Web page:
In a recent post I suggested that the notion that Jesus died to pay the penalty for our sins is not a particularly convincing notion. This throws many Christians, who, like me, have been raised to think this is the gospel.

A little background might help. On my bookshelf I have the very mainstream evangelical  Evangelical Dictionary of Theology. In the entry “Atonement, Theories of the” it states

Each [NT writer] shows that it is the death of Christ and not any human achievement that brings salvation.

But none of them sets out a theory of atonement…View the human spiritual problem as you will, and the cross meets the need. But the NT does not say how it does so.

It goes on to note that there are many theories of how the cross saves that have risen through history. Perhaps the three most widespread are:

The Moral Influence theory – Christ shows us that confronted with all that evil could fling at him, God has nothing but love for us. This moves us to repentance;

The Christ as Victor theory – this focuses on the idea that we are caught in the grip of the forces of evil, sin, Satan, and death, and that Christ conquers these, thus liberating us.  In its early forms it suggested that the Devil owned us and that God bargained for our release. He would offer his Son’s life as a ransom for ours. The Devil accepted but God tricked him by raising Jesus from the dead. This theory died out in the eleventh century, but was revived in modern times by Gustaf Aulen, who argued that the emphasis in the Bible is on Christ, by his death and resurrection, conquering the powers that hold us captive;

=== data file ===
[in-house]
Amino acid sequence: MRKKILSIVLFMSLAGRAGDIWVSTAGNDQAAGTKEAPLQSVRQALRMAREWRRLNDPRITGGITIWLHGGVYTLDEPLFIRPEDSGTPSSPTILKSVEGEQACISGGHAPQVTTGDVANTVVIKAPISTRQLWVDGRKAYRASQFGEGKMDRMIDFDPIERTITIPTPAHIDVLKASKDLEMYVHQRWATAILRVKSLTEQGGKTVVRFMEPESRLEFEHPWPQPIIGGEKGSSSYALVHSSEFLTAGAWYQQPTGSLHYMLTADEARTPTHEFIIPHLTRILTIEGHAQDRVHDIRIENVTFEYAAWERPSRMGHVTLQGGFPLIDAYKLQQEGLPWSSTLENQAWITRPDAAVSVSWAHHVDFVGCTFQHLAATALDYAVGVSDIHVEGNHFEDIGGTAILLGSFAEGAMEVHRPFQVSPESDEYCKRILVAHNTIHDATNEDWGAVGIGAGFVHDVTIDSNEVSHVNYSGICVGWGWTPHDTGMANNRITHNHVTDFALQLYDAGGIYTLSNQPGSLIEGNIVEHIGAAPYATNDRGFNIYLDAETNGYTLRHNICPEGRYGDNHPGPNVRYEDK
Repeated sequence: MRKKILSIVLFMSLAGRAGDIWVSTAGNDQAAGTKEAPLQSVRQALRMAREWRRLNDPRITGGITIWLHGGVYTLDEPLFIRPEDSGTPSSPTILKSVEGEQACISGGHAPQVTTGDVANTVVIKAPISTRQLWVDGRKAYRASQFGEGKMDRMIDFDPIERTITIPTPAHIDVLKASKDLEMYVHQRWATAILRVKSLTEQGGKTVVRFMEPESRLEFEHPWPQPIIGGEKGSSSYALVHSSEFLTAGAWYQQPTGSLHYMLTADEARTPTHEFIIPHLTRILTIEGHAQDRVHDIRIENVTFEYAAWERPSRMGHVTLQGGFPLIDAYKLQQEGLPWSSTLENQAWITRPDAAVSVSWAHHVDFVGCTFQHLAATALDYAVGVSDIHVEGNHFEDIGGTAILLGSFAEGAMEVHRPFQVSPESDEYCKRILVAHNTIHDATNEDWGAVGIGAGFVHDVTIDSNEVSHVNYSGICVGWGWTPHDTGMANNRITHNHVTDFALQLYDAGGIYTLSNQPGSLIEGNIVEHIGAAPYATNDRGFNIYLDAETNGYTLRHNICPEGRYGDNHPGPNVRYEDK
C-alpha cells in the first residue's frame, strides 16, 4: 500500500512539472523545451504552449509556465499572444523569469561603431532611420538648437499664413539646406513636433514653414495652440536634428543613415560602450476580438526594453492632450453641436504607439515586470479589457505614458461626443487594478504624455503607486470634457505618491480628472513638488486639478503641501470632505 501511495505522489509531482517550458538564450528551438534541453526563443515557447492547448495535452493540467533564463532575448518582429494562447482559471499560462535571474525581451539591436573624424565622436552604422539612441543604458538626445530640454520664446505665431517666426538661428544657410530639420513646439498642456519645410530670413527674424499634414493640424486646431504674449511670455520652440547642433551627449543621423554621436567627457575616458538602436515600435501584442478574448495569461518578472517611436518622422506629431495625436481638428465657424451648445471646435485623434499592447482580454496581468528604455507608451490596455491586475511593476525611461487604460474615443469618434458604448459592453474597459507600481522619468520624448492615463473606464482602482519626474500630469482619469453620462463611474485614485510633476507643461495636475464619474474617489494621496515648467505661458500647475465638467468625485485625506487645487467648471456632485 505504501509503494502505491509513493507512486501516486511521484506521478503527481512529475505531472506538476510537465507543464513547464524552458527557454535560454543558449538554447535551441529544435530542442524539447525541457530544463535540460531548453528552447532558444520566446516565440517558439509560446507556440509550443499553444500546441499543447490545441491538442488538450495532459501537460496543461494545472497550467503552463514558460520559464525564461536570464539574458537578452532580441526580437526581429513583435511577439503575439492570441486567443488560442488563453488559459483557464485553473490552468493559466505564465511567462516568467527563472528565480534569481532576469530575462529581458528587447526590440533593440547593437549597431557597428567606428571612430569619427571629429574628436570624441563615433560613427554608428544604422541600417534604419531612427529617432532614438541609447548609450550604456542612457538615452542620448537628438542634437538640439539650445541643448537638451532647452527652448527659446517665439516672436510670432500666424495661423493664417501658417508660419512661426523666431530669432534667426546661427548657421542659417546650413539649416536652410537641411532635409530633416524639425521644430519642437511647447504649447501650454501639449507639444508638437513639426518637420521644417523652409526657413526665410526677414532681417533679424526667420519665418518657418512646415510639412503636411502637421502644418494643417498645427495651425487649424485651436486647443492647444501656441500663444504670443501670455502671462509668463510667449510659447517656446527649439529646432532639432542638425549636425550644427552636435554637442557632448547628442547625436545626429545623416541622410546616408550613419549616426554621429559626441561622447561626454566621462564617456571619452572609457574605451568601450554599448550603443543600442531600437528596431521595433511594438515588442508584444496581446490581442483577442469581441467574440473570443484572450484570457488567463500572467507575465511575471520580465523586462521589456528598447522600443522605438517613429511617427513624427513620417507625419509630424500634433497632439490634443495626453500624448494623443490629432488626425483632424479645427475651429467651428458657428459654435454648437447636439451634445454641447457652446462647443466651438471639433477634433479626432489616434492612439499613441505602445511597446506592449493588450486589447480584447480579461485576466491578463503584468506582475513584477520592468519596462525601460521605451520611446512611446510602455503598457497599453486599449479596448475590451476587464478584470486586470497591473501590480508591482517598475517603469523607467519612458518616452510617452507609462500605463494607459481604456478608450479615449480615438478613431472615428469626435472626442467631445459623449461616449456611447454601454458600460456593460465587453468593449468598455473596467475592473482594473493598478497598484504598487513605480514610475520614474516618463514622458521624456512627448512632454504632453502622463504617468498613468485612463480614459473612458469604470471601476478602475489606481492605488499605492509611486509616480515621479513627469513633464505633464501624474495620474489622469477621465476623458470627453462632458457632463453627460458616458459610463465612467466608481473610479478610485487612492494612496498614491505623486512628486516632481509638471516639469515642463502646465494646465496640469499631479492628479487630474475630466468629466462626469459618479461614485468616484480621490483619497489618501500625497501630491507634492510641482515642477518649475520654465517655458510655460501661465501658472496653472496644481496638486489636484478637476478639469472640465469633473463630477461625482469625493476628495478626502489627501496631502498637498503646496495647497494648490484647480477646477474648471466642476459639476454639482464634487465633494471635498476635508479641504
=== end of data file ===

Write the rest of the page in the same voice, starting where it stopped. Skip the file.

The Penal Substitution theory – the ransom paid to the Devil notion was discredited by an eleventh century Archbishop named Anselm. He offered a stinging critique of the ransom theory and argued instead that the death of Christ was about the satisfaction of God’s honour.  Drawing from contemporary notions that when a king’s honour was offended there had to be something offered in satisfaction, he suggested that our sin offended God’s honour and that Christ’s death was the satisfaction offered to preserve the King’s honour. During the sixteenth century Reformation this theory was modified in light of the growing sense of the importance of law and punishment in accord with the law. Justice demanded that wrongdoing be punished, and Christ offered himself to bear the punishment our sin deserved.

I have already pointed to what I see as the shortcomings of the substitutionary theory. What this brief survey of theories highlights to me is that

  1. If the penal substitution theory is the gospel, then no-one prior to the sixteenth century Reformation seems to have known the gospel;
  2. The important thing is that Christ puts us right with God, not knowing how he does it;
  3. Each of the models offered was strongly shaped by concepts of justice that prevailed in their day. Given the massive developments in our understanding of justice and community formation that have occurred in the last couple of centuries, it would be strange if our understanding of how Christ’s death and resurrection put us right with God did not evolve too.

 

 

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